Yards with plants that mimic native vegetation offer birds "mini-refuges" and help to offset losses of biodiversity in cities, according to results of a study published today in the journal PLOS ONE. "Native" yards support birds better than those with traditional grass lawns and non-native plantings. Researchers conducted the study through the National Science Foundation's (NSF) Central Arizona-Phoenix Long-Term Ecological Research site, one of 26 such sites around the globe in ecosystems from coral reefs to deserts, from forests to grasslands.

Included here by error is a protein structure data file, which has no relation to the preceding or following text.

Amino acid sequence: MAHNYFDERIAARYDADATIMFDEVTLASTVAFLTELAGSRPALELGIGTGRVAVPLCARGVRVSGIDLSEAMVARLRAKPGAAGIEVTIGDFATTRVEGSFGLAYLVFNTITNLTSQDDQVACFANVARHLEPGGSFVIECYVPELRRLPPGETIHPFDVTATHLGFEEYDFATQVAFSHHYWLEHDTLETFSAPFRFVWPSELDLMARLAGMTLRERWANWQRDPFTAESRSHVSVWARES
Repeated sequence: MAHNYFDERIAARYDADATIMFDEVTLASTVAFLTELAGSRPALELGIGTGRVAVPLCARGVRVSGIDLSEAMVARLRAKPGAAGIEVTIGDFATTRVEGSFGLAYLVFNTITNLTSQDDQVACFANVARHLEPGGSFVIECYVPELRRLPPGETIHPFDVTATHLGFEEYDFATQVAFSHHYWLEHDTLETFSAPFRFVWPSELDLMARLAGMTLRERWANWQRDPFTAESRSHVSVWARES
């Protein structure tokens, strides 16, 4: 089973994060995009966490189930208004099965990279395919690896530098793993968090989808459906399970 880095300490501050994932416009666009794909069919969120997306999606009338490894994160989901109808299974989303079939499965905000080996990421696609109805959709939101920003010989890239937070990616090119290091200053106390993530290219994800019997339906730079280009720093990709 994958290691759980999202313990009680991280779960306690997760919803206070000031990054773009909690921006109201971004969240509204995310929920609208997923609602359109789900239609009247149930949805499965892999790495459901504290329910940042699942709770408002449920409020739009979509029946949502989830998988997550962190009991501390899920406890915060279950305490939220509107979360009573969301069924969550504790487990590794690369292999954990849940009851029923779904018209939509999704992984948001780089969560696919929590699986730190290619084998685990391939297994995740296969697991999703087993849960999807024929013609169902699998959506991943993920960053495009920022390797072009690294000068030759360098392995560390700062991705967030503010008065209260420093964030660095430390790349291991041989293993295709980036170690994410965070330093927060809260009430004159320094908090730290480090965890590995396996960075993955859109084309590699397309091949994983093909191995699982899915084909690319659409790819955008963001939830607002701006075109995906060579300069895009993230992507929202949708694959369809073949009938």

"To a desert bird, what's green is not necessarily good," says Doug Levey, program director in NSF's Division of Environmental Biology. "Arizona birds don't view lush urban landscapes as desert oases. The foraging behavior of birds in greener yards suggests that there's less food for them there than in yards with more natural vegetation." The research, led by scientists Susannah Lerman and Paige Warren of the University of Massachusetts-Amherst, and Hilary Gan and Eyal Shochat of Arizona State University, looked at residential landscape types and native bird communities in Phoenix, Ariz.